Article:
Johnson & Johnson Innovation: a model for pharma partnership?
As collaboration and open innovation become the key drivers of successful new medical advances for a maturing pharmaceutical industry, Paul Tunnah speaks with Patrick Verheyen to hear more about Johnson & Johnson Innovation's approach to partnership.
Within an increasingly collaborative healthcare environment, the pharmaceutical industry is further recognising the value of supporting and nurturing external innovation, combining its development and commercial expertise with early scientific translation. This is equally important for a start-up medical enterprise, where early-stage funding and support is hard to come by.
Patrick Verheyen, Head, Johnson & Johnson Innovation, London speaks with pharmaphorum's Paul Tunnah about his work at the Innovation Centre in London.
PT: What is the objective for the London Innovation Centre?
PV: The ultimate goal for us is to help bring new products to patients and consumers that can truly change disease management or even halt disease progression, whether they come via academia, clinical centres, biotech companies or the government. It has to be about advancing patient care. People talk about an innovation gap, but this is not the problem – the gap is in translating innovative science into medical advancement. This can only be achieved by bringing the best people within the healthcare community together.
PT: Pharma has always been collaborative in drug development, so why is the timing right now for the Innovation Centre?
PV: We are fortunate to have great scientists in J&J, but we also know that a lot of the expertise is in the broader ecosystem – pharma and biotech does not have a monopoly on talent. We see an opportunity to create synergies between larger entities like J&J and these more entrepreneurial environments. We can bring our drug discovery capabilities, resources and insight to marry it with their emerging science. The venture capital resources of Johnson & Johnson Development Corporation (JJDC) co-located in our innovation centres and we also co-invest with other VC companies. , In general, there is an appetite for J&J to support earlier and earlier.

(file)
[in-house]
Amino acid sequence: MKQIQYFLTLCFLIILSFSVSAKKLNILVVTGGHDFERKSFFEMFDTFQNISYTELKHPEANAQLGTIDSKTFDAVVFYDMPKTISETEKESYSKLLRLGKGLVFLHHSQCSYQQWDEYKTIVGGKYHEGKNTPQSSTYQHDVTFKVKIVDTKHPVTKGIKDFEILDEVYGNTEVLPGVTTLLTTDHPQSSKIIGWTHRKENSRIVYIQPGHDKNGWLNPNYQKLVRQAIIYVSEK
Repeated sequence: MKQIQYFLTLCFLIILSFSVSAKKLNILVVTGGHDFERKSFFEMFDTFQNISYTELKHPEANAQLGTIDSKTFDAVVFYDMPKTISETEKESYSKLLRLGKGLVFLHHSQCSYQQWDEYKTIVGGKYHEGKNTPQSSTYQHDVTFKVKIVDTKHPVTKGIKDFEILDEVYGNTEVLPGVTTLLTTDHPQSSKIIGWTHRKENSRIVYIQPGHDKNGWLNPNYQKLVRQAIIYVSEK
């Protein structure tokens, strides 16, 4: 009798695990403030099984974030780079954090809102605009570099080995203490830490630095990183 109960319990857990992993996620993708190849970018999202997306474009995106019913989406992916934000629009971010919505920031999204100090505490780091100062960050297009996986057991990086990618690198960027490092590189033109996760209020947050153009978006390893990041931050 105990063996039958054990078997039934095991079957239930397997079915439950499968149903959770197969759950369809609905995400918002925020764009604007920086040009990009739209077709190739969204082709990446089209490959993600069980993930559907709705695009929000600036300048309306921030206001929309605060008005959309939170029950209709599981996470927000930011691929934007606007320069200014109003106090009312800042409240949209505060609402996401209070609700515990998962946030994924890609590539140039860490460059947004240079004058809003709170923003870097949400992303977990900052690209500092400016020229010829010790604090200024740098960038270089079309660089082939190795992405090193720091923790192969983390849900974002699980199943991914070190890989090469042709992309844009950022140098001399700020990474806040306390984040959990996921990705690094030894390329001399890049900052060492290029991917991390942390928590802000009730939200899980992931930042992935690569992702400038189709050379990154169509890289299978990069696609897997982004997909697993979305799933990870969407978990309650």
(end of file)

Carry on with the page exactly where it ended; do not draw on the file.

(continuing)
However, this is not a new initiative but merely an extension of the way that we have been trying to source and foster innovation for several years, which is now reaching a critical mass. As it gathers momentum and our partners are more successful, then the more products we can take through to late stage development and the more opportunities we have to work on further collaborations.
PT: What else does Johnson & Johnson gain from this initiative?
PV: We know that developing a pharmaceutical product or medical device is a very long, expensive and risky process, so the more understanding you have of the science then the better we can manage this. If we can use this knowledge to better direct our development resources then it stops being a gamble to pick the right target or antibody, but educated direction that will yield the best product for patients and a more robust process for us. But again, we also know that smaller, more entrepreneurial entities can be more efficient at early translation and starting that science moving.
PT: What are the biggest success stories so far with the London Innovation Centre?
PV: It's hard to measure specifically as it is still quite early, but we entered into a quite a number of fruitful collaborations last year. For example, we entered into an agreement with a company in the Netherlands called Bioceros and more recently launched a biotech incubator in Israel that will enable us to help support start-up companies focussed on early translation through a collaboration with Takeda Pharmaceuticals, OrbiMed Israel Partners and the Office of the Chief Scientist in Israel.
The increased communication and proximity with academia and early biotech/medtech companies happening in London, in Menlo Park (California) and in Cambridge (Massachusetts) is really building trust and close collaboration, which is leading to all kinds of interesting partnerships.
PT: How do you see this kind of collaboration developing in the future?
PV: Well, to ensure that the products used by patients are safe and effective you have to go through the traditional phase I, II and III development. But through smart collaboration you can accelerate that process and better direct it, plus with really outstanding innovation derived from partnership there is the opportunity to secure accelerated approval, so this is an exciting focus for us.
Also, we are looking more broadly across the enterprise – at devices, diagnostics and consumer advances – so it's not just about pharmaceuticals. We have experts spanning these different areas sitting within each of our Innovation Centres, so I can see it really starting to help bring advancement in all those areas together
About the interviewee:
Patrick Verheyen is Head of the Johnson & Johnson Innovation Centre, London, which seeks to advance the development of new healthcare solutions by fuelling the best science through collaboration and exchange of ideas. Johnson & Johnson Innovation represents a new approach to partnering aimed at advancing early-stage innovation, with teams of science and business experts, based in regional innovation centres, collaborating with innovators to accelerate cutting edge science into healthcare solutions.